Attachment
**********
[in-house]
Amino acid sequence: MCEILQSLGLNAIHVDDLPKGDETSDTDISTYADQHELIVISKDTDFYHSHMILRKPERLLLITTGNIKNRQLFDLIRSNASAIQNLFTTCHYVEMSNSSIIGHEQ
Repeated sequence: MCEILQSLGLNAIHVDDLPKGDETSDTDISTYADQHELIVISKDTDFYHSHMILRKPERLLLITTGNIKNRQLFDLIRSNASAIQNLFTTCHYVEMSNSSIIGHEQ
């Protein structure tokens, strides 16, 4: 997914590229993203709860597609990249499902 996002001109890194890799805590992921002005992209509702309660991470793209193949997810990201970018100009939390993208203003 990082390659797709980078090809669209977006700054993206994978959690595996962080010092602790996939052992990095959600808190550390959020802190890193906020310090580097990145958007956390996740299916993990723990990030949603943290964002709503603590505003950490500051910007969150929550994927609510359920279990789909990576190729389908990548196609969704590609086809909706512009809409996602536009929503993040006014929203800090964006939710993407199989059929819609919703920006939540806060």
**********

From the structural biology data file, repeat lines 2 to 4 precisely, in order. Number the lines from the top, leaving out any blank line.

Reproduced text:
Amino acid sequence: MCEILQSLGLNAIHVDDLPKGDETSDTDISTYADQHELIVISKDTDFYHSHMILRKPERLLLITTGNIKNRQLFDLIRSNASAIQNLFTTCHYVEMSNSSIIGHEQ
Repeated sequence: MCEILQSLGLNAIHVDDLPKGDETSDTDISTYADQHELIVISKDTDFYHSHMILRKPERLLLITTGNIKNRQLFDLIRSNASAIQNLFTTCHYVEMSNSSIIGHEQ
């Protein structure tokens, strides 16, 4: 997914590229993203709860597609990249499902 996002001109890194890799805590992921002005992209509702309660991470793209193949997810990201970018100009939390993208203003 990082390659797709980078090809669209977006700054993206994978959690595996962080010092602790996939052992990095959600808190550390959020802190890193906020310090580097990145958007956390996740299916993990723990990030949603943290964002709503603590505003950490500051910007969150929550994927609510359920279990789909990576190729389908990548196609969704590609086809909706512009809409996602536009929503993040006014929203800090964006939710993407199989059929819609919703920006939540806060």